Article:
Several studies of bird range shifts have found northward shifts in wintering distributions. However, these studies have been limited by studying the limits of bird migrations, rather than distributions of whole ranges or populations. Research on European butterfly species has found southern boundary retraction in addition to northern boundary expansion, which calls for further examination of whole bird ranges in European flyways. Using survey data from nine countries over a three-decade period, Lehikoinen et al. (2013) track the centers of gravity of three common waterbird species in Europe to determine spatial shifts of entire ranges. They found that a 3.8 °C increase in early winter temperatures in northeastern sites of the European flyway has been linked to north-eastwards shifts in the entire wintering range of all three waterbird species. In addition to overall shifts, they detected that northern boundaries of bird ranges experienced higher rates of expansion than the rates of retraction of southern boundaries. For the first time at the larger flyway level, wintering distribution changes have been linked to rising temperatures. Continue reading →
Shifts in vertebrate and plant migration patterns have become a growing center of study for scientists trying to explain the consequences of climate change. Studies generally focus on birds due to their ability to migrate quickly and the large data sets that are collected by avid birders. Most research has concentrated on changes on spring migration, showing that migration shifts forward as temperatures increase. Jaffré et al. (2013) defined the period of time between spring and autumn migrations of birds as Breeding-Area Residence Time (BART). Although no link between autumn departure dates and changes in temperatures were found, increases in BART length are shown to correlate to increasing temperatures in breeding sites of Western Europe. The authors conclude that migration traits that evolved during prehistoric global cooling stages may fade as partial migrant raptor species increase residency in Northern sites. Consistent patterns of change in the phenology and biogeography of organisms are a result of current climate change, but knowledge of the extent of these patterns is often limited. Since most research has gone into raptor pre-breeding migration in the spring, little has been done to understand possible trends of increased residency in raptors in Northern breeding sites. By studying Mean Passage Date (MPD), or the average date of autumn departure, Jaffré and his colleagues were able to expand past studies of migration patterns. Past record of air surface temperatures from NOAA were compiled and compared against latitudinal abundances of several partial migrant raptor species in Western Europe. These species included Eurasian sparrowhawk Accipiter nisus, common buzzard Buteo buteo (subspecies buteo), marsh harrier Circus aeruginosus (subspecies aeruginosus), hen harrier Circus cyaneus, merlin Falco columbarius, common kestrel Falco tinnunculus and red kite Milvus milvus. The authors chose these birds due to their status as partial migrant raptor species and because they had a sufficient abundance on monitored watch sites that enabled statistical analyses. Continue reading →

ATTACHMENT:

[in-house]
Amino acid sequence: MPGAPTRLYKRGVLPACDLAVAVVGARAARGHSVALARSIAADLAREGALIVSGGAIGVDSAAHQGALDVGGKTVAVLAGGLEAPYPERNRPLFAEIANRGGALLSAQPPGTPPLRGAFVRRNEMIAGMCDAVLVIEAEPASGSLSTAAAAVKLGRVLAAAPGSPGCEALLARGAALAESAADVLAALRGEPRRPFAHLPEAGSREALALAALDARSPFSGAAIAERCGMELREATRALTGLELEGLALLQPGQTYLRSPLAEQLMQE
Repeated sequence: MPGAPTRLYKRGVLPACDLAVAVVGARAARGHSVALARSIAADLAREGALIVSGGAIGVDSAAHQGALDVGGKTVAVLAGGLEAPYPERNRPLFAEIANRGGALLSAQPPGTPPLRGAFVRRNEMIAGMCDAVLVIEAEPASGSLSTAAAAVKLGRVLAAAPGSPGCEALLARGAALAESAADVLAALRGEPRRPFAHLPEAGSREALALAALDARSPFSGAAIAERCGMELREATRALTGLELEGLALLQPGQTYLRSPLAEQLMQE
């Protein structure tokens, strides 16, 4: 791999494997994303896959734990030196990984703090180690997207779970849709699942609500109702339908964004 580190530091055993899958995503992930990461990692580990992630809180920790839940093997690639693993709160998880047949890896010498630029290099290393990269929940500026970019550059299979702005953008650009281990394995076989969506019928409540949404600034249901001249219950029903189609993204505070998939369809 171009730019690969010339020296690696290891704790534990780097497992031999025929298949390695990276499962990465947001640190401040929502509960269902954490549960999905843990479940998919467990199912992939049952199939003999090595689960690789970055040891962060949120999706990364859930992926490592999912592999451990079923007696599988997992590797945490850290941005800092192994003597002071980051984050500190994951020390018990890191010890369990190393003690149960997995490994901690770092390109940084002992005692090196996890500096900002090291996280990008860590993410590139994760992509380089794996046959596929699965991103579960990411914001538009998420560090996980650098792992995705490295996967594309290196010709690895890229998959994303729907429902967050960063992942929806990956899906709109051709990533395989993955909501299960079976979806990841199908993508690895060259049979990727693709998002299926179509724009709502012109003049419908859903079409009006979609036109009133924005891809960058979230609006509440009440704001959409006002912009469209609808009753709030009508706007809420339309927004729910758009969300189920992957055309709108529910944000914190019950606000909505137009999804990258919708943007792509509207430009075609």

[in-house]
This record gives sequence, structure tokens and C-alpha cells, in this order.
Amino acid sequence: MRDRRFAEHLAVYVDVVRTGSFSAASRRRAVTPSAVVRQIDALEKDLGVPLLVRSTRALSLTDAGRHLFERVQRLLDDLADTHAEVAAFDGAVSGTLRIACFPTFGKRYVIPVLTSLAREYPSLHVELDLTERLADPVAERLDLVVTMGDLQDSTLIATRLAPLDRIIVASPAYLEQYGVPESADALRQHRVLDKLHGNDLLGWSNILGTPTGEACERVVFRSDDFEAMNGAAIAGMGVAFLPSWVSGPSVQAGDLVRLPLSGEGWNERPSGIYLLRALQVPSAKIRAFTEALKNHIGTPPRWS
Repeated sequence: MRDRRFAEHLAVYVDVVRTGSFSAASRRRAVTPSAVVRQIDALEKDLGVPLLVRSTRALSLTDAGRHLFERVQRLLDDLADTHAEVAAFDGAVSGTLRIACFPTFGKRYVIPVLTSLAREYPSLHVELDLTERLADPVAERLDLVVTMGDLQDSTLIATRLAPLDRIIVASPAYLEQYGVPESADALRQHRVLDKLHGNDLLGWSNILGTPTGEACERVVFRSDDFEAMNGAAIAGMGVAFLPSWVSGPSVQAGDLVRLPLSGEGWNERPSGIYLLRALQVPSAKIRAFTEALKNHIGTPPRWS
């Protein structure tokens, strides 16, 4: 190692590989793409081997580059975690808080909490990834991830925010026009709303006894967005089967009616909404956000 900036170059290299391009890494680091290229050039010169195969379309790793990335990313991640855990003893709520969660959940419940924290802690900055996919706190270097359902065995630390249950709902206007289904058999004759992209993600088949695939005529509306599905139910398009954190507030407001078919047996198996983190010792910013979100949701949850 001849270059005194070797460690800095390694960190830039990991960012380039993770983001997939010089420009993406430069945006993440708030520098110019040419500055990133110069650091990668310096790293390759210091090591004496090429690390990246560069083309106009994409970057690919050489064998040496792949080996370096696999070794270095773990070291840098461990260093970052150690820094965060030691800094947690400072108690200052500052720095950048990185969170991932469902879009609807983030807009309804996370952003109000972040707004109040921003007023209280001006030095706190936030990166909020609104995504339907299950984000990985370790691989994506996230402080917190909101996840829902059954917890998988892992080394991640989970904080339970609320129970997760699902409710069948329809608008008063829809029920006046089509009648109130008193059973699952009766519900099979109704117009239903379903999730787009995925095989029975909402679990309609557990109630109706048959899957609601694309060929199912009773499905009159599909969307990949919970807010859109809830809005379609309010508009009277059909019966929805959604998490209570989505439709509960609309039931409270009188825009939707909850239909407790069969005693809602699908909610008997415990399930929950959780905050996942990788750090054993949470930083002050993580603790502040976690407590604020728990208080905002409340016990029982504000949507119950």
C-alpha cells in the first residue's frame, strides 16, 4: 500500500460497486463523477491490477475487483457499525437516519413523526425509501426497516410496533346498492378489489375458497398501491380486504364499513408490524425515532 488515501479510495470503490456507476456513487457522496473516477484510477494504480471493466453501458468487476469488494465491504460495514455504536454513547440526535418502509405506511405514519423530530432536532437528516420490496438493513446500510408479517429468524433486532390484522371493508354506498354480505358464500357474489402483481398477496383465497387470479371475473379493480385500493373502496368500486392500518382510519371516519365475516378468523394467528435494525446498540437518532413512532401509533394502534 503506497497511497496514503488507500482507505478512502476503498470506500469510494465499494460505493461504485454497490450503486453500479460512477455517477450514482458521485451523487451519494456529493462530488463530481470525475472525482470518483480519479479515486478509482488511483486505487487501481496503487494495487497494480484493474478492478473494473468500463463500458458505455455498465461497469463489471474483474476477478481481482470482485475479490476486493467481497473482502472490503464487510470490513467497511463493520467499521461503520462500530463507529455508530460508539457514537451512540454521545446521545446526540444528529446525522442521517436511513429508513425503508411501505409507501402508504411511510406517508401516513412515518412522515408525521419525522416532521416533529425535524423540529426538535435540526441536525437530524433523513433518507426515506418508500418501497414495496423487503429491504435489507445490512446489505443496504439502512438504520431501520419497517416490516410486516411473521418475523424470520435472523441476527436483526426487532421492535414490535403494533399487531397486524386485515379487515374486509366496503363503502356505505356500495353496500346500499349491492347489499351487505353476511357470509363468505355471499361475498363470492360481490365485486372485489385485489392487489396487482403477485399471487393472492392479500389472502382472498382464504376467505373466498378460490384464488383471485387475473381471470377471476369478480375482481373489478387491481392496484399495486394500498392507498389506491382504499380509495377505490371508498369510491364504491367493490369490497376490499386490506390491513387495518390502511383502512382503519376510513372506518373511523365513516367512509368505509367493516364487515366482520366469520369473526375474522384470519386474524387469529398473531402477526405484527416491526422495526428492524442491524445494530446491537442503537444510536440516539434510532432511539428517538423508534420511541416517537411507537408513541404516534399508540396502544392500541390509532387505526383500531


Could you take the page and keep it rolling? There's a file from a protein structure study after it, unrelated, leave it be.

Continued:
Correlations between geographic distributions of plant species and the current climate have been identified, suggesting that species ranges will shift upwards if global temperatures rise. These links, however, are based on models that do not establish whether or not plant species are at equilibrium with the current climate, and are incapable of differentiating between naturally occurring shifts and climate-induced shifts. García-Valdés et al. (2013) examine the ten most common tree distributions throughout the Iberian Peninsula by creating a new species distribution model that relaxes built-in assumptions that tree species and climate are currently at equilibrium. Their model successfully removed previous biases and found that tree species are not at equilibrium Continue reading →
Studying fluctuations in biogeography–or the distribution of species and ecosystems–has been an effective alternative to viewing real life effects of climate change in short time scales. Although there is a large volume of research on the biogeography of animals, there is an inadequate amount of study into the change of forests despite vast amounts of data and the ability to check for age distributions, environmental effects or stressors. Zhu et al. (2014) assert that studying forest biogeography is important because species often fulfill different niches dependent on their life stage. Most models of species migration assume that juveniles and adults have the same environmental requirements, but by studying different life stages of trees, these models might prove inaccurate. One untested theory is that as temperature and precipitation increase, juvenile trees will develop rapid growth, increased mortality, and increased recruitment. This study found that forests in the Eastern United States have increased turnover rather than migrating North as a result of climate change suggesting that climate models need to be modified.